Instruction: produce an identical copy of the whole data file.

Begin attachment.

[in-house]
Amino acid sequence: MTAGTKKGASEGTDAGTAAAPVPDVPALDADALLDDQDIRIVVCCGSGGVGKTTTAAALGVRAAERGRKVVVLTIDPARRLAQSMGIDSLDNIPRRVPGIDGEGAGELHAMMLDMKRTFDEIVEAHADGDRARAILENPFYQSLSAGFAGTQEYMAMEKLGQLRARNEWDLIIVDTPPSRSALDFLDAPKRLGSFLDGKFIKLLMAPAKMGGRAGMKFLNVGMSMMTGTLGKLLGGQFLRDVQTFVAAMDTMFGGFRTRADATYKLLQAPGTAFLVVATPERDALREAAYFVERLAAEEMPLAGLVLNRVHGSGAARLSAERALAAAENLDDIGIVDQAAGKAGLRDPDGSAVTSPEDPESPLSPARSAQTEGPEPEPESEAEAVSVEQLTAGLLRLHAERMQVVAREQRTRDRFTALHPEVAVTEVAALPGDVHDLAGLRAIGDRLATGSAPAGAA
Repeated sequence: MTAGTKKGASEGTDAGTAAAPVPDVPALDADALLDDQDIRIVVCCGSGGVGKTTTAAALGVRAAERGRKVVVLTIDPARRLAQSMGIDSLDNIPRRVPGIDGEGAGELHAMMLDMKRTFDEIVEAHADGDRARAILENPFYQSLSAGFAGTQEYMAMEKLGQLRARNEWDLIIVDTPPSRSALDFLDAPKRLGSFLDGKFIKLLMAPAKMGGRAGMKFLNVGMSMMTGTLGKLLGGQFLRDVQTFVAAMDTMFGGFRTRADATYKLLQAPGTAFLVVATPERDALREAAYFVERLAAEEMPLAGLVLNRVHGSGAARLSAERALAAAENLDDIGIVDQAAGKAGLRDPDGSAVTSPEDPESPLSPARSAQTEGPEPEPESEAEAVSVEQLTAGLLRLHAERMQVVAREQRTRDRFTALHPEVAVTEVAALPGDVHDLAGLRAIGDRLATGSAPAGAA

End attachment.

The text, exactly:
[in-house]
Amino acid sequence: MTAGTKKGASEGTDAGTAAAPVPDVPALDADALLDDQDIRIVVCCGSGGVGKTTTAAALGVRAAERGRKVVVLTIDPARRLAQSMGIDSLDNIPRRVPGIDGEGAGELHAMMLDMKRTFDEIVEAHADGDRARAILENPFYQSLSAGFAGTQEYMAMEKLGQLRARNEWDLIIVDTPPSRSALDFLDAPKRLGSFLDGKFIKLLMAPAKMGGRAGMKFLNVGMSMMTGTLGKLLGGQFLRDVQTFVAAMDTMFGGFRTRADATYKLLQAPGTAFLVVATPERDALREAAYFVERLAAEEMPLAGLVLNRVHGSGAARLSAERALAAAENLDDIGIVDQAAGKAGLRDPDGSAVTSPEDPESPLSPARSAQTEGPEPEPESEAEAVSVEQLTAGLLRLHAERMQVVAREQRTRDRFTALHPEVAVTEVAALPGDVHDLAGLRAIGDRLATGSAPAGAA
Repeated sequence: MTAGTKKGASEGTDAGTAAAPVPDVPALDADALLDDQDIRIVVCCGSGGVGKTTTAAALGVRAAERGRKVVVLTIDPARRLAQSMGIDSLDNIPRRVPGIDGEGAGELHAMMLDMKRTFDEIVEAHADGDRARAILENPFYQSLSAGFAGTQEYMAMEKLGQLRARNEWDLIIVDTPPSRSALDFLDAPKRLGSFLDGKFIKLLMAPAKMGGRAGMKFLNVGMSMMTGTLGKLLGGQFLRDVQTFVAAMDTMFGGFRTRADATYKLLQAPGTAFLVVATPERDALREAAYFVERLAAEEMPLAGLVLNRVHGSGAARLSAERALAAAENLDDIGIVDQAAGKAGLRDPDGSAVTSPEDPESPLSPARSAQTEGPEPEPESEAEAVSVEQLTAGLLRLHAERMQVVAREQRTRDRFTALHPEVAVTEVAALPGDVHDLAGLRAIGDRLATGSAPAGAA